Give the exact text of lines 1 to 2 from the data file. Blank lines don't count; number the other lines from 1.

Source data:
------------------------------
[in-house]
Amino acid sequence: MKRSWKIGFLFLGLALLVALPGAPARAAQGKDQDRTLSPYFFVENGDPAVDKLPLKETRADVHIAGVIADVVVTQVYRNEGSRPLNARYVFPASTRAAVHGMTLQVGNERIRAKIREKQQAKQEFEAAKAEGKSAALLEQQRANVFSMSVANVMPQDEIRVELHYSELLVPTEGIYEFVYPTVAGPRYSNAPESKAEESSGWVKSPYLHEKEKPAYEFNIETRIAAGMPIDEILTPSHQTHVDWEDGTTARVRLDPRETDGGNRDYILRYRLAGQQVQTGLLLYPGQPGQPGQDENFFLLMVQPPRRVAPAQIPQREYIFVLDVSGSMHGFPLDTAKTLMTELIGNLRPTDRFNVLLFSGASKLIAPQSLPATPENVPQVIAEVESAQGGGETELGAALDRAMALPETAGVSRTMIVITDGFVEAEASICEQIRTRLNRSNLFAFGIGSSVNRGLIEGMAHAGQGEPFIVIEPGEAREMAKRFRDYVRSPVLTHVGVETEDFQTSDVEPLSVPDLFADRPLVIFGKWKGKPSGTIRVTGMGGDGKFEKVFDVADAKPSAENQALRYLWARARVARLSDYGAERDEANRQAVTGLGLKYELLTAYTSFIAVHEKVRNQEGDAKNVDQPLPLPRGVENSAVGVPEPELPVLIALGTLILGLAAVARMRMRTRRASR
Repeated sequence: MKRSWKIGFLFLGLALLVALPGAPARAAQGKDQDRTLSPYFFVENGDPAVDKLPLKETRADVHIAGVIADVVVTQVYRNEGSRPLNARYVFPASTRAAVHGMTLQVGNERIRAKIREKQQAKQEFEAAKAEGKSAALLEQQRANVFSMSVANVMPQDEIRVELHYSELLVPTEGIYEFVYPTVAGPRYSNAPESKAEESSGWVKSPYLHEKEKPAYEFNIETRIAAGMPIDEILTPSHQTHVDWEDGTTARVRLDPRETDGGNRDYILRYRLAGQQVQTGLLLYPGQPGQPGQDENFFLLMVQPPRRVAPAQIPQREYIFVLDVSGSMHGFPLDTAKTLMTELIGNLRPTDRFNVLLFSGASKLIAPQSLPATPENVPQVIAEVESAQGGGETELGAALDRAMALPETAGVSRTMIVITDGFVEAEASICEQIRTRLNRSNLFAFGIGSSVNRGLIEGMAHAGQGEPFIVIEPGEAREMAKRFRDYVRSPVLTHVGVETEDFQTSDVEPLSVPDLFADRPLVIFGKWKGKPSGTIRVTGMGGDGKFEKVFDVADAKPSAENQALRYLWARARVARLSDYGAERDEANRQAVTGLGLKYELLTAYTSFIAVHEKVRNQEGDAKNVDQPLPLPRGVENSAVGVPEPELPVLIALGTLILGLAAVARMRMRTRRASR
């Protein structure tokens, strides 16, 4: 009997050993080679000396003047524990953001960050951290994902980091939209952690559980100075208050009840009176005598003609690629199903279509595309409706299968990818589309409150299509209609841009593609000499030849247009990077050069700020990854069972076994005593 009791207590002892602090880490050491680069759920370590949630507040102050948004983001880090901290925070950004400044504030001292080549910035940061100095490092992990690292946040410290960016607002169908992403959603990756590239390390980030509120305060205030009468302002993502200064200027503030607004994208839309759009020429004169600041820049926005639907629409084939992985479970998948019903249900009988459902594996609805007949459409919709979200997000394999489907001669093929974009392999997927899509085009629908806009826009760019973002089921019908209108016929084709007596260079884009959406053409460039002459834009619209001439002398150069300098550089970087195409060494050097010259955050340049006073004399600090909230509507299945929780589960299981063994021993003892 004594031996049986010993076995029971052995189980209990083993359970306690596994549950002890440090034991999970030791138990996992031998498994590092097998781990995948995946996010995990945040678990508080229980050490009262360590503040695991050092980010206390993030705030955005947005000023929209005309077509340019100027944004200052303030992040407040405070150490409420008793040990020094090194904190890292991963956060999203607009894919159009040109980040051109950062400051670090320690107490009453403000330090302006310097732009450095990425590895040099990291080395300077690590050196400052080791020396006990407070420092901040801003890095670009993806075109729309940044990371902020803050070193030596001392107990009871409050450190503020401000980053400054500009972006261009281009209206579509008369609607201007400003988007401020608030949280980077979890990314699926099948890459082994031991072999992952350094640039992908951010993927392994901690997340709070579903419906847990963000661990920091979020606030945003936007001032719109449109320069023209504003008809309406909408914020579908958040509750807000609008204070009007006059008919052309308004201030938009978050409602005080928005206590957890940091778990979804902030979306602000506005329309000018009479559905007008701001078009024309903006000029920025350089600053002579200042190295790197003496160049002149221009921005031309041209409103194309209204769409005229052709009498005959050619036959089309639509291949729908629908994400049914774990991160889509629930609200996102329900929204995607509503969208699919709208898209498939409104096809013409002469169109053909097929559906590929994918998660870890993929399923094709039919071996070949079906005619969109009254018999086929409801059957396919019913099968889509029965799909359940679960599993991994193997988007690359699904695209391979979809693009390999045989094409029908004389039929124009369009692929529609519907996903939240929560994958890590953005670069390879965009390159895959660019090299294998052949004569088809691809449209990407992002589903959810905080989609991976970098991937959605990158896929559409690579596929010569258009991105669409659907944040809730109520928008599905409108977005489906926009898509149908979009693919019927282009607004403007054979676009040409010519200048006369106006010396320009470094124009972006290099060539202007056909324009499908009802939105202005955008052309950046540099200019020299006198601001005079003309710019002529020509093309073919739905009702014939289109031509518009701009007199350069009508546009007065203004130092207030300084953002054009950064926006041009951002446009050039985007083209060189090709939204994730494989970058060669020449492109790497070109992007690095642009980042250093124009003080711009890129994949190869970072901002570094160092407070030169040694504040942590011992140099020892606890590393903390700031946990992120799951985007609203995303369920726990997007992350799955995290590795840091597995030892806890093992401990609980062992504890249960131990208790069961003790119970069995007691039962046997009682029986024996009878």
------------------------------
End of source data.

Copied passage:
[in-house]
Amino acid sequence: MKRSWKIGFLFLGLALLVALPGAPARAAQGKDQDRTLSPYFFVENGDPAVDKLPLKETRADVHIAGVIADVVVTQVYRNEGSRPLNARYVFPASTRAAVHGMTLQVGNERIRAKIREKQQAKQEFEAAKAEGKSAALLEQQRANVFSMSVANVMPQDEIRVELHYSELLVPTEGIYEFVYPTVAGPRYSNAPESKAEESSGWVKSPYLHEKEKPAYEFNIETRIAAGMPIDEILTPSHQTHVDWEDGTTARVRLDPRETDGGNRDYILRYRLAGQQVQTGLLLYPGQPGQPGQDENFFLLMVQPPRRVAPAQIPQREYIFVLDVSGSMHGFPLDTAKTLMTELIGNLRPTDRFNVLLFSGASKLIAPQSLPATPENVPQVIAEVESAQGGGETELGAALDRAMALPETAGVSRTMIVITDGFVEAEASICEQIRTRLNRSNLFAFGIGSSVNRGLIEGMAHAGQGEPFIVIEPGEAREMAKRFRDYVRSPVLTHVGVETEDFQTSDVEPLSVPDLFADRPLVIFGKWKGKPSGTIRVTGMGGDGKFEKVFDVADAKPSAENQALRYLWARARVARLSDYGAERDEANRQAVTGLGLKYELLTAYTSFIAVHEKVRNQEGDAKNVDQPLPLPRGVENSAVGVPEPELPVLIALGTLILGLAAVARMRMRTRRASR